Breathing new life into the River City
Rocked by floods, the efforts to transform the Queensland capital are starting to pay off. The city has bounced back and is regaining tourism appeal, writes Angela Saurine
AS FAR as major Australian cities go, Brisbane has always had a tough time keeping up with its east coast counterparts.
While Sydney has unrivalled natural beauty and Melbourne has its cultural drawcards, cool laneway bars and restaurants, Brisbane has . . . well, skyscrapers.
This time last year the Queensland capital was also struck by devastating floods, which did nothing to enhance its appeal to tourists.
But over the past 12 months the city has done an impressive job pulling together and cleaning up. There are few signs of the devastation which made front-page news around the country last January and there is a sense that the city is transforming.
There are some who say the floods have had a positive impact on tourism, spurring many businesses to take the opportunity to refresh their offerings.
Major city hotels, including the Novotel Brisbane, Hilton Brisbane and Marriott have had major makeovers this year.
In the last three months of 2011, the city welcomed 30 new bars, cafes and restaurants. At riverfront South Bank, which was rebuilt after the floods, the new River Quay dining precinct – previously known as River Bend – will offer five swish new restaurants when it is complete.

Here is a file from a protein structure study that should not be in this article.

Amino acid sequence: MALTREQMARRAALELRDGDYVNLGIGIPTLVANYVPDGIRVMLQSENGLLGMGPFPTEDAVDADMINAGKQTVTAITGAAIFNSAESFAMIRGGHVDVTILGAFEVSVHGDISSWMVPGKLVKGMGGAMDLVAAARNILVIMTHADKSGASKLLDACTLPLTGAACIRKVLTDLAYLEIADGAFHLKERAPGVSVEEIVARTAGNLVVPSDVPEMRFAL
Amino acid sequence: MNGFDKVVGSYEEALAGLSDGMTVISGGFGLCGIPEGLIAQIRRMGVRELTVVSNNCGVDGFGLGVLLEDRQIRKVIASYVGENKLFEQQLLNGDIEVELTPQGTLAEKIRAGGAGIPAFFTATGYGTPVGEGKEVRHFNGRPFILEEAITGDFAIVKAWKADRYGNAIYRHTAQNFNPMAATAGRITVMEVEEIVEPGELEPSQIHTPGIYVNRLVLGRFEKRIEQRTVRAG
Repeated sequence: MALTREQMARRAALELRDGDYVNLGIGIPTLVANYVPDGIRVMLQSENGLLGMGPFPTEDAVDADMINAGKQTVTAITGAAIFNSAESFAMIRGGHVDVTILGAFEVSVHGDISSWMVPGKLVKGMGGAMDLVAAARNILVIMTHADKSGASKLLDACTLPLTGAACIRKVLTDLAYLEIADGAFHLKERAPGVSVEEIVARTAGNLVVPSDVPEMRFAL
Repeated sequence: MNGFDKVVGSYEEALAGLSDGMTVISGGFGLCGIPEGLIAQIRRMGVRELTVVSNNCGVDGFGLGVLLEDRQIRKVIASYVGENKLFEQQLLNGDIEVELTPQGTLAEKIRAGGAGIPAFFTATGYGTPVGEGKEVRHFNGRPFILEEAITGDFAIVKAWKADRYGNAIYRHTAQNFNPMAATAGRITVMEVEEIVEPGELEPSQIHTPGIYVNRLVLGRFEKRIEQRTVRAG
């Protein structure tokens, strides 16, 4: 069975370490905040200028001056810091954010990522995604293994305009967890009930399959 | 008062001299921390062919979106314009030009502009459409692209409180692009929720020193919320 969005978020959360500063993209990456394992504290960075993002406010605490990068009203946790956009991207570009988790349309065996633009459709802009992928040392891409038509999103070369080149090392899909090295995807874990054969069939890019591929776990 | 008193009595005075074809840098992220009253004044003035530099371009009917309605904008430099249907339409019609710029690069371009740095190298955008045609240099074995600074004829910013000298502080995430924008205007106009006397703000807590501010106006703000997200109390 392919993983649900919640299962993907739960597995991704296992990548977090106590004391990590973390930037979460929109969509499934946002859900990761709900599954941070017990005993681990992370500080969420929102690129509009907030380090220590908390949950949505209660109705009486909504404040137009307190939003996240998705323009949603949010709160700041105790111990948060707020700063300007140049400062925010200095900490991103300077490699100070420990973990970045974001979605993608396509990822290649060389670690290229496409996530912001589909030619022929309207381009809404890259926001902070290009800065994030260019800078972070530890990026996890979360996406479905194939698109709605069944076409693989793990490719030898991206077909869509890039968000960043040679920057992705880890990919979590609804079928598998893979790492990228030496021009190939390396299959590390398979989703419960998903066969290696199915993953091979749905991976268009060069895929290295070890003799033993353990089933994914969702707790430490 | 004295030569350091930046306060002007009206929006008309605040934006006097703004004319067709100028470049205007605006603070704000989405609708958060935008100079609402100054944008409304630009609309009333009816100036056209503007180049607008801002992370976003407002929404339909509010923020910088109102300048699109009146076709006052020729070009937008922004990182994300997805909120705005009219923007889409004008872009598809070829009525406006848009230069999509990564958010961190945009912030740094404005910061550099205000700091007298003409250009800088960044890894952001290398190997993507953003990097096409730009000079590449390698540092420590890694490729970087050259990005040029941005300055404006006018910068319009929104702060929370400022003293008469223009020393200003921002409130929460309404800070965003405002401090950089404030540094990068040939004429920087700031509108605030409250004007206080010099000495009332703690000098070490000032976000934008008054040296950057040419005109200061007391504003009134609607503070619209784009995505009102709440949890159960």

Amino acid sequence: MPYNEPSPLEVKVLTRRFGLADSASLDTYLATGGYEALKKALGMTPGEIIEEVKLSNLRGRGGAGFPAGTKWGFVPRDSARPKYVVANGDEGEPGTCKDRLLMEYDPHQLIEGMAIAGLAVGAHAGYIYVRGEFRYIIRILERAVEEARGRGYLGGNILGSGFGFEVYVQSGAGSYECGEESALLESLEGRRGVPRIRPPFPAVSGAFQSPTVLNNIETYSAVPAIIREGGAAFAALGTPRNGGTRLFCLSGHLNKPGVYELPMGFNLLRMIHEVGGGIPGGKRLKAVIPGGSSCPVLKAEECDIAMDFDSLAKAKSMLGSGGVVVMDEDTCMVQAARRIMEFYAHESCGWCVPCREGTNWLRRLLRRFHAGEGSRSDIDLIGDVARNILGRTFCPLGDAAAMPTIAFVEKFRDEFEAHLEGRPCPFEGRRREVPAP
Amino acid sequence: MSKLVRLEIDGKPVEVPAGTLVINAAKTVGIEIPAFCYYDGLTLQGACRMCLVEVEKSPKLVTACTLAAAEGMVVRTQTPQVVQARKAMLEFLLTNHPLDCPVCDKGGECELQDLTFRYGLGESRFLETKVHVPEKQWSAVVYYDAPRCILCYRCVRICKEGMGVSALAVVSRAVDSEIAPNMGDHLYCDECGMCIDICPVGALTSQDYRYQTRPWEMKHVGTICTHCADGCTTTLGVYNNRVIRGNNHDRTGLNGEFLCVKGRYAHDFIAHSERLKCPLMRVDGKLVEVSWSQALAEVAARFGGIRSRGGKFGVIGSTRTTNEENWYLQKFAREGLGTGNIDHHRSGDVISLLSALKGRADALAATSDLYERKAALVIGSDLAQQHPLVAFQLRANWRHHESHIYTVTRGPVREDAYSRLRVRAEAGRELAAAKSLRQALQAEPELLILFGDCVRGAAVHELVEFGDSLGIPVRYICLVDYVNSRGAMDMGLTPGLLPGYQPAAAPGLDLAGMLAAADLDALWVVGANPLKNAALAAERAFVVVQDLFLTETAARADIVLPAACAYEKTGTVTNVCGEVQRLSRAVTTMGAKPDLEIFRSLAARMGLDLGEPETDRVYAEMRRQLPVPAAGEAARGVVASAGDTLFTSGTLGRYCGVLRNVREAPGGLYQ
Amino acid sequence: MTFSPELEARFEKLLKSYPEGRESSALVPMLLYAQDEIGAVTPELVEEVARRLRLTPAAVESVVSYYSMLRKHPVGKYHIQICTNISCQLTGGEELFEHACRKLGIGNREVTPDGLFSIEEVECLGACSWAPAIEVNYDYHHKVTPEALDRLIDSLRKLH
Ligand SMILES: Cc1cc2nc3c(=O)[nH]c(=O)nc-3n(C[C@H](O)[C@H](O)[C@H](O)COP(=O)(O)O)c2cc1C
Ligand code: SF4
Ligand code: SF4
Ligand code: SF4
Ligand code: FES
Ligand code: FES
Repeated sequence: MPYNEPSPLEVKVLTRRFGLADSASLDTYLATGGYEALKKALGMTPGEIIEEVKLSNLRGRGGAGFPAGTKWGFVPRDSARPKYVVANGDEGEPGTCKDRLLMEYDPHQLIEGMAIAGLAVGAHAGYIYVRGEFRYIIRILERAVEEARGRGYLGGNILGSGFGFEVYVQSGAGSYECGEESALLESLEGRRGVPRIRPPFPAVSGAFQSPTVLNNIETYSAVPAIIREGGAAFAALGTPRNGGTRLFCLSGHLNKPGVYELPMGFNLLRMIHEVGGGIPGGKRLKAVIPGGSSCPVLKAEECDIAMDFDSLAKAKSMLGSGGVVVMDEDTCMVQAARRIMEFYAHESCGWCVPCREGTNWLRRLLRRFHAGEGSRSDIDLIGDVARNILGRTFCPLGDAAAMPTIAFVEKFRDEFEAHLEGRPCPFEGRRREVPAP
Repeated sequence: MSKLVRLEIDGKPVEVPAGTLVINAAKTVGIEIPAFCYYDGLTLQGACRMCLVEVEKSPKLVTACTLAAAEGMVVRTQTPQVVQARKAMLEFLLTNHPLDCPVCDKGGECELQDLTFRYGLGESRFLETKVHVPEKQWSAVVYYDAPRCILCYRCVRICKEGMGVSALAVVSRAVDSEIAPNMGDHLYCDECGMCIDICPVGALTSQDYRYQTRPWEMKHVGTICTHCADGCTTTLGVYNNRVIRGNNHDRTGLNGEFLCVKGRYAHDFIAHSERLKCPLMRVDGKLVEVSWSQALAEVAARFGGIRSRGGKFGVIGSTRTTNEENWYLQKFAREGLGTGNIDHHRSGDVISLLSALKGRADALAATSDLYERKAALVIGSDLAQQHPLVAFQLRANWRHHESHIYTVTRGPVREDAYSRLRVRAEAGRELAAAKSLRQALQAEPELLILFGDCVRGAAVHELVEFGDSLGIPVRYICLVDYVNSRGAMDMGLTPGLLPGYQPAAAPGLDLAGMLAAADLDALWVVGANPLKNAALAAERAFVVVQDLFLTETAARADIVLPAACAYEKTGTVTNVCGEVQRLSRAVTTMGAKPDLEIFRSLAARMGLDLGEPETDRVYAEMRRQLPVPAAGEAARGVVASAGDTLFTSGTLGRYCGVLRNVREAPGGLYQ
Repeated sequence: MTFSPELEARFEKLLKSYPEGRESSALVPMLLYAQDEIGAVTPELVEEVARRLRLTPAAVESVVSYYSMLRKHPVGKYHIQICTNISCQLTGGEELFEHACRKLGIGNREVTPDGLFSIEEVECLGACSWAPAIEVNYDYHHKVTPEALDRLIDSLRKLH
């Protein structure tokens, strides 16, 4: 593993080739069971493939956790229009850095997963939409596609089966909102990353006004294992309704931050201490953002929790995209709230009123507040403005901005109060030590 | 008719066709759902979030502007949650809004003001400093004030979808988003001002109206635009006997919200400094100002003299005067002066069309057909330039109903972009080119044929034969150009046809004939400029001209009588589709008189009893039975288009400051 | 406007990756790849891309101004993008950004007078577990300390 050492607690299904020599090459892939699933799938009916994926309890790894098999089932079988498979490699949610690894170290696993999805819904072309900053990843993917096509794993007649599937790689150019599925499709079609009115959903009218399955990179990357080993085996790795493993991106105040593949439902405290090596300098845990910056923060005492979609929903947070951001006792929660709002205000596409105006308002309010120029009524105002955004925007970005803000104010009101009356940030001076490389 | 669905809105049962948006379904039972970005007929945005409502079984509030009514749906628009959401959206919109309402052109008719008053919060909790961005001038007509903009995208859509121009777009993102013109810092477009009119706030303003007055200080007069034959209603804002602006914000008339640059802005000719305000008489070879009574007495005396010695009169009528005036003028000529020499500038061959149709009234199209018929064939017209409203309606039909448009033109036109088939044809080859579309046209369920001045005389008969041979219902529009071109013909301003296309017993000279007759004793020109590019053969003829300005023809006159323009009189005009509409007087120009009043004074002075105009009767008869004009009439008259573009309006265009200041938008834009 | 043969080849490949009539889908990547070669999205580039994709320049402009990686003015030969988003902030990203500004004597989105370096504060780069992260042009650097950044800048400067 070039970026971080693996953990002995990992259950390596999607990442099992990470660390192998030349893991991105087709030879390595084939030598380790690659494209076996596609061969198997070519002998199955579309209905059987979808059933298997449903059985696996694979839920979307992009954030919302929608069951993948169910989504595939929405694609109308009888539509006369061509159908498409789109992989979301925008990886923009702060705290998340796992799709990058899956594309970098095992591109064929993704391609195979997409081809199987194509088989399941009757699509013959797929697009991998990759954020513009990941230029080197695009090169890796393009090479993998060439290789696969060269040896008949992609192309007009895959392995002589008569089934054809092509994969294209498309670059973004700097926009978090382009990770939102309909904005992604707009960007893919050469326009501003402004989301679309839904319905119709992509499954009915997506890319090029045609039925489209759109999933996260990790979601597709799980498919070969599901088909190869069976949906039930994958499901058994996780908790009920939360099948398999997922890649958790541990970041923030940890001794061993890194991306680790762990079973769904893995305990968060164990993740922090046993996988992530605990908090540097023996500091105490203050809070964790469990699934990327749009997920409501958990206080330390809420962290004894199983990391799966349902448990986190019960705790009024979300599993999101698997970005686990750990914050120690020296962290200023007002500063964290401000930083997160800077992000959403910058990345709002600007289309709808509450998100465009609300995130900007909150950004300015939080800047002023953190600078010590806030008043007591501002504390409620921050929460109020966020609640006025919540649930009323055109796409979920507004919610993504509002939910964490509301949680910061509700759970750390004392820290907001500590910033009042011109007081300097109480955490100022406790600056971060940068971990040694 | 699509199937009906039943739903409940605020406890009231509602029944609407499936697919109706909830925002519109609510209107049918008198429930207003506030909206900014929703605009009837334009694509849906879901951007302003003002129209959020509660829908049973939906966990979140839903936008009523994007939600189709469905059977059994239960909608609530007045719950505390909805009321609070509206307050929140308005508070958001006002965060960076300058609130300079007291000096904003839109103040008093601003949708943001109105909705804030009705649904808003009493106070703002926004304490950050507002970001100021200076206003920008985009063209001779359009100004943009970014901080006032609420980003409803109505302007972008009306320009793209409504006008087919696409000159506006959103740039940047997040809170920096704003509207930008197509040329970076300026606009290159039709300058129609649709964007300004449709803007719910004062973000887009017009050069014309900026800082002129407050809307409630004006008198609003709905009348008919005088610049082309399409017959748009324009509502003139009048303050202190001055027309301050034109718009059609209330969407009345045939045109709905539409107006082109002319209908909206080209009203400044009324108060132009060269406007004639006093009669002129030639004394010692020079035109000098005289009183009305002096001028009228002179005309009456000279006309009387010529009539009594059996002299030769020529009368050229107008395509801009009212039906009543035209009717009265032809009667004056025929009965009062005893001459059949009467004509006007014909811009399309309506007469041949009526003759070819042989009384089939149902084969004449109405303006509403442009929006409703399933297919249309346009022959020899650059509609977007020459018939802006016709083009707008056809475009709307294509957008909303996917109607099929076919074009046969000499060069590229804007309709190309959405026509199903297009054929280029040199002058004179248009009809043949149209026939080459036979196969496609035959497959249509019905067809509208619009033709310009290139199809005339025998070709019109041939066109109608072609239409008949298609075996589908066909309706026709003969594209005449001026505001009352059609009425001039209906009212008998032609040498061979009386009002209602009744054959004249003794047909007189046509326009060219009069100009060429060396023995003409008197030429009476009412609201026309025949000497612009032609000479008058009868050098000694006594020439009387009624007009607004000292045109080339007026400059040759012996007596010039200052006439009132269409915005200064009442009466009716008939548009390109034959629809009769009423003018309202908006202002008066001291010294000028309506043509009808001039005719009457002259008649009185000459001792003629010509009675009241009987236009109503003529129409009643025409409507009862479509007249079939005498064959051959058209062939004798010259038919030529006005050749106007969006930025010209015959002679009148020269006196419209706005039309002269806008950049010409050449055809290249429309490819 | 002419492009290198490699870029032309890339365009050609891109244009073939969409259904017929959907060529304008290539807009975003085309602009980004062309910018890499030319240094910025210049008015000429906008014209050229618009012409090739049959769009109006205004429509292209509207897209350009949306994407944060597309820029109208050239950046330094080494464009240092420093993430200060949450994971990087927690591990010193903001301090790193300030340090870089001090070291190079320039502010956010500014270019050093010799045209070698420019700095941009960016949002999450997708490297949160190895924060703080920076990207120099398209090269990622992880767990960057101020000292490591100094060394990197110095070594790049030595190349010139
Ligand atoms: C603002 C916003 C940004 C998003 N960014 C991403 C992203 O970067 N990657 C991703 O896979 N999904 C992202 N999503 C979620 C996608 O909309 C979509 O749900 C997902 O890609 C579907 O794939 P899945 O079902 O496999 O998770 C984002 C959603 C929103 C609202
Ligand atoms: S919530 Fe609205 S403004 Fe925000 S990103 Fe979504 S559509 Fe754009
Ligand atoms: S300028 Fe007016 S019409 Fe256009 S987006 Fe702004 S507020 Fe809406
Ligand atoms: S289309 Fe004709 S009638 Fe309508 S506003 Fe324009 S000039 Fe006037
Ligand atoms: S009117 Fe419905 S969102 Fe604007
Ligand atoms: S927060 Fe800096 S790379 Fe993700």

Cove Bar + Dining and The Jetty South Bank opened in November, followed by Stokehouse, which became a place to be seen in the lead-up to Christmas.
The restaurant, which has a sister venue in Melbourne’s St Kilda, has a light, open feel with glass bi-fold doors leading on to a narrow balcony, high ceilings and white tablecloths. It is a great place to while away an afternoon watching the paddlewheelers and Citycat ferries glide by.
Back in the CBD, the new ‘‘ food emporium’’ Spring is also attracting attention. With well-known former restaurant critic and chef Lizzie Loel at the helm, Spring is a clever concept. In the finance district on the corner of Felix and Mary St, it is a kind of modern-day mixed business selling mostly local, organic produce. It offers everything from marinated olives to macaroons, has a cooking school and will begin selling wine next month.
The emporium has an inviting feel. Sit on the corner outside on large wooden tables, sip coffee on tree-